Oak Ridge National Laboratory

Battery Manufacturing Facility

Equipment and Capabilities

The MDF includes a wide array of fixed equipment to support Additive Manufacturing Metal Deposition.  This includes: 

  • Coating technologies and processes
  • Drying and alternative heating technologies
  • Solventless processing
  • Computational manufacturing
  • Joining
  • Thermal runaway characterization
  • 65 m2 (700 ft2) dry space with less than 0.5% relative humidity
  • 65 m2 (700 ft2) space with adjustable 1–15% relative humidity
  • Coating and fabrication line
  • Reconfigurable modules for
    • Deposition
    • Drying and consolidation
    • Winding, folding, and stacking
    • Joining

Low-cost, high-yield coating technologies include high-performance vacuum processing, slot-die, tape casting, spray coating, and direct manufacturing techniques. Coating thicknesses produced can range from nanometers to many hundreds of micrometers with pilot-scale line speeds of up to tens of feet per minute. Configurations are in single-, multi- and simultaneously deposited multi-coatings.

Drying and heating technologies include evaporation of solvents, sintering, polymer curing, and bonding of coatings on diffusion layers of individual materials. Several systems with a variety of integrated layers are available consisting of typical battery drying temperatures between 100–150°C to sintering and heating treatments of up to 3,000°C. 

Advanced computational modeling enables rapid prototyping and screening of battery materials and configurations, accurate lifetime predictions, and development of best possible manufacturing parameters for battery manufacturing process steps.

Advanced joining technology R&D is focused on low thermal impact joining including ultrasonic joining techniques.

Thermal runaway characterization is supported by infrared imaging to better understand temperature distribution inside secondary lithium batteries.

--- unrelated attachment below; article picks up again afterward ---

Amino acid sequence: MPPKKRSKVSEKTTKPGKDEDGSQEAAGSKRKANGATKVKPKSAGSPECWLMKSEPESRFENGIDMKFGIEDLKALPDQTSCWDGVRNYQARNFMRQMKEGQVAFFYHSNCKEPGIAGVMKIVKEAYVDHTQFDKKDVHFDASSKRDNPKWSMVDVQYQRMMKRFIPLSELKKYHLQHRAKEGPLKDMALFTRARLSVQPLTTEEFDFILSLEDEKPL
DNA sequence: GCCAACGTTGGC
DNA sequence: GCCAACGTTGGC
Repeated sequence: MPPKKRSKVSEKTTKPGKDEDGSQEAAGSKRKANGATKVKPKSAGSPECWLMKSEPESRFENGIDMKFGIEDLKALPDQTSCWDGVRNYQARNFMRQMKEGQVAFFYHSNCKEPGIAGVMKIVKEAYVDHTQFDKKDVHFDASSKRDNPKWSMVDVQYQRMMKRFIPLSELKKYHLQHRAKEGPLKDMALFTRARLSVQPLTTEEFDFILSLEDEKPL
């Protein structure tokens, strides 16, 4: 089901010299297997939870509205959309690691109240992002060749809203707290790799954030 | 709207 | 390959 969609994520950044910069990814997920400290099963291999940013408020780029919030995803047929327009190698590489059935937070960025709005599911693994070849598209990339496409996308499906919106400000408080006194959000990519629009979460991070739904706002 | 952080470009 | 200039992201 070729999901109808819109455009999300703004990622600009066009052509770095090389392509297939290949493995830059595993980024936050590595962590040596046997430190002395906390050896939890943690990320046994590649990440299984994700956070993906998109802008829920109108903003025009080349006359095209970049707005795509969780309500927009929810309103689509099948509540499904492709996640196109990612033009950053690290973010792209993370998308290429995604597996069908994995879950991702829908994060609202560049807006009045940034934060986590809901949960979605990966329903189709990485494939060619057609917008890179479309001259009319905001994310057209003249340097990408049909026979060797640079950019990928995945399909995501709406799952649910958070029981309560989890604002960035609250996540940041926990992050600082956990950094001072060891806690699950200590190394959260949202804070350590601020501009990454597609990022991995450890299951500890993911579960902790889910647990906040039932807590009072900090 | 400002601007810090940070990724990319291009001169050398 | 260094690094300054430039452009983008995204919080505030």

The Battery Manufacturing Facility (BMF) is a key element of ORNL’s energy storage and manufacturing R&D programs. Electric and hybrid electric vehicles are key parts of DOE and industry strategies for lower greenhouse gas emissions and reduced petroleum use, and are driving the market for high-performance vehicle batteries that are smaller, lighter, longer-lasting, more economical, and safer for the end user.

Inner part of a battery showing cathode (black), anode (grey), and separator (white) layers

ORNL is leveraging the BMF across the continuum of battery research, development, evaluation, and testing, working with partners and Users in materials characterization, materials processing, and materials and systems simulations to identify performance and lifetime limitations, and to develop revolutionary technologies for next-generation batteries as well as low-cost manufacturing processes. Reflective of the interconnectivity between new technology market success and manufacturing efficiency, the BMF is uniquely a part of two ORNL programs and User Facilities—the NTRC and the Manufacturing Demonstration Facility—with the former focusing on energy storage technology R&D specifically for vehicle applications and the latter focusing on manufacturing technology R&D.

The BMF offers the ability to integrate any component into a complete battery and analyze how well it works and how it can be improved. The Facility can produce pouch cells of up to 66 × 99 × 12 mm and 7 ampere-hours, large enough to make market decisions yet small enough to affordably demonstrate the impact of innovative technologies.